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Bull Session

Hacking the DNC

July 28, 2016          

Episode Summary

This week on The Digital Life we discuss cyberwarfare, propaganda, and the release of the DNC’s e-mails on WikiLeaks, but what some security experts have indicated to be Russian hackers.

Small groups of technologically empowered people are shaping our digital world in new ways. We’ve heard about the creative class of knowledge workers who leverage digital technology to build new things. These destructive actors are, in many ways, their polar opposite.

 
Resources:
Clinton campaign — and some cyber experts — say Russia is behind email release

Jon:
Welcome to episode 166 of The Digital Life, a show about our insights into the future of design and technology. I’m your host, Jon Follett, and with me is founder and co-host, Dirk Knemeyer.

Dirk:
Hey, Jon.

Jon:
Hey, Dirk. We have an exciting episode for you this week. We’re going to be talking about one of our favorite topics, cyber warfare, propaganda and in this case, this week, the release of the DNC’s emails on WikiLeaks by what some security experts have indicated to be Russian hackers. Of course, that’s as yet unsubstantiated but there is suspicion anyway that the hackers who released this very sensitive information were of Russian origin.

Why is this issue coming to the fore now? Well, cyber warfare, generally speaking, has been developing in some really significant ways over the past year, excuse me. We’ve had elements like the Sony hack, of course the Snowden revelations about the NSA and also, just relatively recently, the Panama Papers, which highly embarrassed what we’d call the 1%, the uber-wealthy who were sheltering their funds in overseas bank accounts.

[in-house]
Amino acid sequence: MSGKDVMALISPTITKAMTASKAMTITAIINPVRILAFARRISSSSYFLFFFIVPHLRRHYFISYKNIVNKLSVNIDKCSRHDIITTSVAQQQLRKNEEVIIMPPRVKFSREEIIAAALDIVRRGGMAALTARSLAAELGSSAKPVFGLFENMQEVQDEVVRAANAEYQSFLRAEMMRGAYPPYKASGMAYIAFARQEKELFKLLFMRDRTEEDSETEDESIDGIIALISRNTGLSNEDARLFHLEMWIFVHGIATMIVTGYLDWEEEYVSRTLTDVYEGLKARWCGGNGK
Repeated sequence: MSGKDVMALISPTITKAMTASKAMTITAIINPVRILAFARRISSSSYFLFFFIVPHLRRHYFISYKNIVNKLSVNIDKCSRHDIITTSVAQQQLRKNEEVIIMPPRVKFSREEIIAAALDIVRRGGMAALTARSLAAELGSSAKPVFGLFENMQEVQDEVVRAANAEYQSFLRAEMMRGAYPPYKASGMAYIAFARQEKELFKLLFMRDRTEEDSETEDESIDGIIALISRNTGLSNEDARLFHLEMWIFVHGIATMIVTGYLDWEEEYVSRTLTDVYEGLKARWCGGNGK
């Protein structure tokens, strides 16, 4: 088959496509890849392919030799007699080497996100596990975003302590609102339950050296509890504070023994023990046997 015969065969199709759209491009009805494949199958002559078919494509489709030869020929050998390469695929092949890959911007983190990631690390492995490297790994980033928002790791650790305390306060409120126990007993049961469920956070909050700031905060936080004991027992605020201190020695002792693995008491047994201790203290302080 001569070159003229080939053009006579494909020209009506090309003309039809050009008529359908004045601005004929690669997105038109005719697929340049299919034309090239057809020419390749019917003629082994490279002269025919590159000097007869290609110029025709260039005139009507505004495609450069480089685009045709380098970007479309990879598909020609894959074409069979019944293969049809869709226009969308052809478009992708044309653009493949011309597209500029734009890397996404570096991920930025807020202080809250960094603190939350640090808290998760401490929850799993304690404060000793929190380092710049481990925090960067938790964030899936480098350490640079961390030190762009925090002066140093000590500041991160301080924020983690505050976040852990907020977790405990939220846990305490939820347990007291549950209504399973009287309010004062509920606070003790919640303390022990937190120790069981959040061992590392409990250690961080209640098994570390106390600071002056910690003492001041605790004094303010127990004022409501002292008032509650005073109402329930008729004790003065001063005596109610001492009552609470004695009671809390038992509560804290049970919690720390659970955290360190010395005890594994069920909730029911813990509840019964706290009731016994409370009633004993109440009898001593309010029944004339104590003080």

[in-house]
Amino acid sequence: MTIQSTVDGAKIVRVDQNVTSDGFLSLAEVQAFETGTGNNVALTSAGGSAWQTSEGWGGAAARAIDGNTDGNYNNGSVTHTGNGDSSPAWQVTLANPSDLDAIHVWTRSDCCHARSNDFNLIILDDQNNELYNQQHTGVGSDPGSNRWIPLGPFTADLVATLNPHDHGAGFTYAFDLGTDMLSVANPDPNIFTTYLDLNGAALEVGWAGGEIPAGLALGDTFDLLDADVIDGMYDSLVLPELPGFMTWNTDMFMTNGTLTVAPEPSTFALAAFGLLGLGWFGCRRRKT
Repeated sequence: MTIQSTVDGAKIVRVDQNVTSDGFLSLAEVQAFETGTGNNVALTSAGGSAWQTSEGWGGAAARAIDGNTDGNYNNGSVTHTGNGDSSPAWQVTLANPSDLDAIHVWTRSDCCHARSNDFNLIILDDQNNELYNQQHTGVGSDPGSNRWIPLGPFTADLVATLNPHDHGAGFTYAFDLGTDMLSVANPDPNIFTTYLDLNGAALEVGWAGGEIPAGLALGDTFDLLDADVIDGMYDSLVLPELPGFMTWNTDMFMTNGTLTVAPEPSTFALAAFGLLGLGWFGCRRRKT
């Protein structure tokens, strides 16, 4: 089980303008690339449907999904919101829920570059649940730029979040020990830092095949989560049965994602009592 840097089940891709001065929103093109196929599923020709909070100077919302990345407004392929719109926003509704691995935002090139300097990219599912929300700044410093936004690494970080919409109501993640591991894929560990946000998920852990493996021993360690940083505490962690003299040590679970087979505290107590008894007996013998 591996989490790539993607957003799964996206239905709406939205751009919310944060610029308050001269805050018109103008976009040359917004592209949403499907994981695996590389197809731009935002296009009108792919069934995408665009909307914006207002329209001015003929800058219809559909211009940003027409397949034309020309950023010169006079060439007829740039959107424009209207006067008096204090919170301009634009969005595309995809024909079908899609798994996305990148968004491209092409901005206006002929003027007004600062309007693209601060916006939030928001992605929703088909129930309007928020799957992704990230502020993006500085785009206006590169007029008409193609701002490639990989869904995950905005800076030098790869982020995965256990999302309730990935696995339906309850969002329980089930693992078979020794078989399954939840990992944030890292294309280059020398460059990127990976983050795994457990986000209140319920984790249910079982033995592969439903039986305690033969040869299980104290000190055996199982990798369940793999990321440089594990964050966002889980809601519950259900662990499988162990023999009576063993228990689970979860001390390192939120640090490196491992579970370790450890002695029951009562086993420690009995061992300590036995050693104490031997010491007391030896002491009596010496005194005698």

Being in power isn’t what it used to be or it’s not as nice as it used to be when hackers can reveal all your secrets to the public and start to change or sway public opinion by revealing dirty secrets.

Dirk:
Transparency is messy, Jon.

Jon:
Yes, and even more so for the DNC, this is an ill-timed hack to say the least because this is supposed to be the high watermark for the Clinton campaign accepting the Democratic nomination this week and of course, they have to deal with this treasure trove of embarrassing secrets, whether it’s about the way the party finances itself, the way it conducts its strategy, especially around the campaign of Bernie Sanders versus Clinton, the supposed neutrality of the DNC was revealed to be completely false and they were very much backing Clinton throughout. This is a very sensitive set of emails that has been proven to be highly embarrassing for the Democrats.